Get Lost in Yokohama Chinatown

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Photo by Kabacchi

Yokohama is known for being the city of foreigners, and for good reason: It became a base for foreign trade when Japan opened its ports after centuries of relative isolation. It seems fitting, then, that nestled in the heart of Yokohama lies Asia’s largest Chinatown, which dates back to 1859.

Encompassing just 300 square meters, the area is crammed with restaurants and shops, with many of them hidden along narrow side streets. Your hungry eyes can carry your feet forward for hours before you realize that you’ve barely covered any ground.

As you wander, it’s nearly impossible to resist buying street food like mangu (steamed buns), but be sure to save your appetite for some Peking duck or chow mein at one of the more than 200 restaurants in the area. Expect to pay around ¥1,000 to ¥3,000 at most restaurants.

yokohama-chinatown-foodPhoto by Megan Kitt

Then, pick up some loose-leaf Chinese tea at TenRen’s Tea and get your fortune told or palm read. The souvenir shops offer everything from the cute to the authentic. You’ll generally find lower prices on the outskirts of the district.

Chinatown boasts two large temples. The Kanteibyo Temple, situated near the center of Chinatown, was built in honor of Guan Yu, a Chinese military general who was instrumental in ending the Eastern Han dynasty and establishing the Shu Han state.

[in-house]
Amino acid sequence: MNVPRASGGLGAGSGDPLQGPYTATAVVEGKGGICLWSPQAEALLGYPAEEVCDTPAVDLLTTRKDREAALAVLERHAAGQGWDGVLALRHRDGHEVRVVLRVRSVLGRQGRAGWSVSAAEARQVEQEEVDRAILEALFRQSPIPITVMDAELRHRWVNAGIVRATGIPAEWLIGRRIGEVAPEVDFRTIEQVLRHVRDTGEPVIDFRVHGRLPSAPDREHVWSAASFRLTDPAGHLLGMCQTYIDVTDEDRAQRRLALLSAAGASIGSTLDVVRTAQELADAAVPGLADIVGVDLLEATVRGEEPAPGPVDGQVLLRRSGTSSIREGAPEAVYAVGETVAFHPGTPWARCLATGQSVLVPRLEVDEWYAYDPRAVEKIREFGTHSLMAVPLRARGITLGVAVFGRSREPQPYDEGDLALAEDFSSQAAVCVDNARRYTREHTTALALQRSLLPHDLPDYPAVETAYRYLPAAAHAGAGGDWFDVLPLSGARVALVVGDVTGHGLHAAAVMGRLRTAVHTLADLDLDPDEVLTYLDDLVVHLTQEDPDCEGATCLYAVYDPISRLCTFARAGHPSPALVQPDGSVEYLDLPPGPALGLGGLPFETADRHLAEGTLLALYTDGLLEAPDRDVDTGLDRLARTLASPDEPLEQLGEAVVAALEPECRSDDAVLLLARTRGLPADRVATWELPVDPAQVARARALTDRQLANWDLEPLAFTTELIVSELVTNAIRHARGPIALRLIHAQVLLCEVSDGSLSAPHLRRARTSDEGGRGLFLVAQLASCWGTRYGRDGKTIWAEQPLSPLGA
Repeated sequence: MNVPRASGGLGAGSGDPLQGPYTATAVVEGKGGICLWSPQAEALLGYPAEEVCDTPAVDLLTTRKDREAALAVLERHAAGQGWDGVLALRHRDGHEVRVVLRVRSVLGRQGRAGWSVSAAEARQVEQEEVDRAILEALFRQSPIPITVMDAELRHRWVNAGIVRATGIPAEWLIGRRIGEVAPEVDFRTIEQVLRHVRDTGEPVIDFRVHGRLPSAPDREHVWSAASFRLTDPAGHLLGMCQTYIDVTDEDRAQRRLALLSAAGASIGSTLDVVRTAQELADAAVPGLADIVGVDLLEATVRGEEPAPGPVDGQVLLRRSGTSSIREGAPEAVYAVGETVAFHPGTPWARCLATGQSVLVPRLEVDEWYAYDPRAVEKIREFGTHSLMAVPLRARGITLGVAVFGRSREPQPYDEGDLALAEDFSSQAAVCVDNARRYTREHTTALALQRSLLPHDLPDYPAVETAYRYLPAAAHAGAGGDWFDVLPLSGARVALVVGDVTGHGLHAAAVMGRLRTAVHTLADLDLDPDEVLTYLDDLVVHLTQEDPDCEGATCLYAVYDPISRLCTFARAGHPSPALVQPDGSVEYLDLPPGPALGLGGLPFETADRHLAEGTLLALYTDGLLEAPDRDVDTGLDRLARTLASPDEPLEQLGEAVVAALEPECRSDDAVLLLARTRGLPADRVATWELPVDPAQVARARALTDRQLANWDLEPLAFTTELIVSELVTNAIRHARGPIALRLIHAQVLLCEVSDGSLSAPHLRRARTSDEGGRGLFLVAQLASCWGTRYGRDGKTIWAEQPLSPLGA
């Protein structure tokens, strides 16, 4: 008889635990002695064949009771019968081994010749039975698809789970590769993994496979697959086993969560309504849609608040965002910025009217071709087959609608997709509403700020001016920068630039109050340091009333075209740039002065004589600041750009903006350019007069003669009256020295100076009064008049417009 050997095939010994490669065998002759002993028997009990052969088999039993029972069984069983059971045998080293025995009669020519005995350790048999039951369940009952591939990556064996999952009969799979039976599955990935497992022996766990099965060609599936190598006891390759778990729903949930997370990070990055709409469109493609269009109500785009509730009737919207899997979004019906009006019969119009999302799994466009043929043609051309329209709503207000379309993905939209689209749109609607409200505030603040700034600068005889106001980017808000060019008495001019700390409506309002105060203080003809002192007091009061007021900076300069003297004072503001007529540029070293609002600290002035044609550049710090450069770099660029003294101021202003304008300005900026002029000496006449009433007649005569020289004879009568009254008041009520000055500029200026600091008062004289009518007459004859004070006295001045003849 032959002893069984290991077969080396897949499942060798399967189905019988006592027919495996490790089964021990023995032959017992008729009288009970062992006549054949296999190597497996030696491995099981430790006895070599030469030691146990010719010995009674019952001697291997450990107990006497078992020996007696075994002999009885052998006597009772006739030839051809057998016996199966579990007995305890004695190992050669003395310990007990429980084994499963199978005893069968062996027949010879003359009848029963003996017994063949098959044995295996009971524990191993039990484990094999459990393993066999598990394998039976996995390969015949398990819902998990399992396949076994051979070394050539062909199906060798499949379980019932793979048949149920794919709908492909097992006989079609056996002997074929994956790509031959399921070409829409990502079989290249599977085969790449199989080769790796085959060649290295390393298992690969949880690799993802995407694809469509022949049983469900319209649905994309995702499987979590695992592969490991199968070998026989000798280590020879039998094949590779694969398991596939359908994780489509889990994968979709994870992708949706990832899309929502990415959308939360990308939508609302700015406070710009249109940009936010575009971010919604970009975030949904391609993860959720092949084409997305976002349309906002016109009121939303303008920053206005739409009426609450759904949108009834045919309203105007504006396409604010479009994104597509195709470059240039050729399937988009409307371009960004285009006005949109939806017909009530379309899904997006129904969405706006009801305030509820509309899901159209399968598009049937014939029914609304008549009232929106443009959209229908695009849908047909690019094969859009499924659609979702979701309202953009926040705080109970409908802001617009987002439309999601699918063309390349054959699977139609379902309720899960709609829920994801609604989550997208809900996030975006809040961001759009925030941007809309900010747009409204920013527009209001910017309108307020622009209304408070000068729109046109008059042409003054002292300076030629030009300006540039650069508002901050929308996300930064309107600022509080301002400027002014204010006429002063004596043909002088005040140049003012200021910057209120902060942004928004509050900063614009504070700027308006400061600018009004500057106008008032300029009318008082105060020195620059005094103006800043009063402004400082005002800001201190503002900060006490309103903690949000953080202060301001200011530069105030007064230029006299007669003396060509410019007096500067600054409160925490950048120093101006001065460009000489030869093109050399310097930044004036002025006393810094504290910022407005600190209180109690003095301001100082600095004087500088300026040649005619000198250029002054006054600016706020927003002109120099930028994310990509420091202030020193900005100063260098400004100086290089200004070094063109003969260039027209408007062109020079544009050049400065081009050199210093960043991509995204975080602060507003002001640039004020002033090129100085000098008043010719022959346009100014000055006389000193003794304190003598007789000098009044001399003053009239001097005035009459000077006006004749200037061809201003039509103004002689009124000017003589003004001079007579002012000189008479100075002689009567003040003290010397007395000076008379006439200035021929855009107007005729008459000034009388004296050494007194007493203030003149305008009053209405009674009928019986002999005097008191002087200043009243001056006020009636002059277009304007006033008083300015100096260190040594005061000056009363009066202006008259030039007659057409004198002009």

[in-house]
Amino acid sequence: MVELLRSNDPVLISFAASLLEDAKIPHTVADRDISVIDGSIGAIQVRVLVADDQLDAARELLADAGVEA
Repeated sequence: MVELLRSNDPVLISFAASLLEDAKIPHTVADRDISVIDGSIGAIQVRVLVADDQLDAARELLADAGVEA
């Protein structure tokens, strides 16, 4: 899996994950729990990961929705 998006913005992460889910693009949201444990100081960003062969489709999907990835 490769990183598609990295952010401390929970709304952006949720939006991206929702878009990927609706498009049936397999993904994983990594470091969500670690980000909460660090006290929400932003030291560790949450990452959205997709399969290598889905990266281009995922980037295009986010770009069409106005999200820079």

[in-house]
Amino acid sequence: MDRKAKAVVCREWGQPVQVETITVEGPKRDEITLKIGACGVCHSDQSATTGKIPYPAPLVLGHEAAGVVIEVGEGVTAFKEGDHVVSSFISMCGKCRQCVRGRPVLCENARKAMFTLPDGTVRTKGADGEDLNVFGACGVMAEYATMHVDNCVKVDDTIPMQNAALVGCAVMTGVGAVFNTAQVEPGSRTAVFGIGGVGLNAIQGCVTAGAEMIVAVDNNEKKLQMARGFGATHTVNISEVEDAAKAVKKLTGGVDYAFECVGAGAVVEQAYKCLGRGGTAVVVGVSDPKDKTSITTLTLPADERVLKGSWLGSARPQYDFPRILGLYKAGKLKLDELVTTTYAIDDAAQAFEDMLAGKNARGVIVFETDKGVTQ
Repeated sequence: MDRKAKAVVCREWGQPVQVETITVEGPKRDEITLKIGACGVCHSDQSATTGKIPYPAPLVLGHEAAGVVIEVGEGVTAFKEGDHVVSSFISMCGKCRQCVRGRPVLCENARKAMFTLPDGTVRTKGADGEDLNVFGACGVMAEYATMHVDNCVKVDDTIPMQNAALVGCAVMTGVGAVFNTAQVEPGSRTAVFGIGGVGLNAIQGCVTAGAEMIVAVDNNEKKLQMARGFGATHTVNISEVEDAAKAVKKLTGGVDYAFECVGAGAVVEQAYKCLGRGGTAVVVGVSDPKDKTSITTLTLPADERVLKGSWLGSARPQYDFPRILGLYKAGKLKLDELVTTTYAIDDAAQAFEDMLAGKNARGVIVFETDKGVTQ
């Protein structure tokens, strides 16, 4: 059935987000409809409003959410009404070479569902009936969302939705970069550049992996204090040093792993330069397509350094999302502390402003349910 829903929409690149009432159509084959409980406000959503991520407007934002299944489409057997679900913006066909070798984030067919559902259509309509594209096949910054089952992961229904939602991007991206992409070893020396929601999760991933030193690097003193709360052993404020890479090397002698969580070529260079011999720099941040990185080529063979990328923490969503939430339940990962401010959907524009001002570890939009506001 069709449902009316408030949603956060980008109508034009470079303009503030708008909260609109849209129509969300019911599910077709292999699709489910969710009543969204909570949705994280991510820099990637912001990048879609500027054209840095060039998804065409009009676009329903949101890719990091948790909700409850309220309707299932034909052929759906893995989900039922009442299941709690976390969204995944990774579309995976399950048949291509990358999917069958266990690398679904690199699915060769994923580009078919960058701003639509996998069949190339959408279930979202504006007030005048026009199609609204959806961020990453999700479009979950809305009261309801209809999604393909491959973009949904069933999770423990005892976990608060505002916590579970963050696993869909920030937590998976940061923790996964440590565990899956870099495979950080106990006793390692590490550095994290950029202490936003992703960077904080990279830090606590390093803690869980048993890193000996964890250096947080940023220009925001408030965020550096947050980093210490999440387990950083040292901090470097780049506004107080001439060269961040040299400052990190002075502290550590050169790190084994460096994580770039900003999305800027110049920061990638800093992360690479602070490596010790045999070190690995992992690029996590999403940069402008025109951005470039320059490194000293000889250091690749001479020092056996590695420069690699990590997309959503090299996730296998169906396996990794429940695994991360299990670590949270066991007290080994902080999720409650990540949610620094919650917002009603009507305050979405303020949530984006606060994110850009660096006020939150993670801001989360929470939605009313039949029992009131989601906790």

The larger and newer Mazu Miao temple honors the goddess Ma Zhu, who, according to legend, had the power to heal and rescued fishermen and sailors from storms. Originally, people prayed to her for protection from the sea, but now, she is also considered a guardian from daily hardship.

yokohama-chinatownPhoto by Megan Kitt

After Commodore Matthew Perry opened Yokohama Port in 1859, districts were created for foreigners to reside within, and Chinese immigrants flooded the city. Their movement was restricted until 1899, when new laws slackened the rules and gave immigrants more freedom. The result: an authentic district built by a real community of Chinese immigrants.

After the Great Kanto Earthquake of 1923, many of the immigrants returned home rather than rebuild their community. Then, in 1937, the Second Sino-Japanese War broke out, stagnating the growth of Yokohama’s Chinatown and causing many Chinese people, unable to find work in Japan, to return home. Once the war ended, growth continued as political relations between China and Japan improved. Now, it’s back to being a bustling place, though it is no longer strictly inhabited by Chinese people.

A trip to Yokohama’s Chinatown feels almost like stepping into another country. At less than an hour by train from Tokyo, it’s an easy escape for a day or evening.

Access:

From Shibuya Station to Motomachi Chukagai – 48 minutes via the Tokyu-Toyoko Line
From Tokyo Station to Ishikawacho Station – 53 minutes via the JR Keihin Tohoku Line

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Journalist, photographer, travel addict.
  • “A trip to Yokohama’s Chinatown feels almost like stepping into another country.” The average Chinatown around the world is gritty and irreverent. Don’t really get that feeling in Japan’s 中華街 though…they’re all quite sanitized.

    Still, I kinda dig Yokohama’s version.

  • Tsuyoshi Fujiwara says:

    I used to live in Yokohama before I moved in CA, and I missed this city… Yokohama China town is one of the best place in this city. I think it’s better than SF’s Chinatown!

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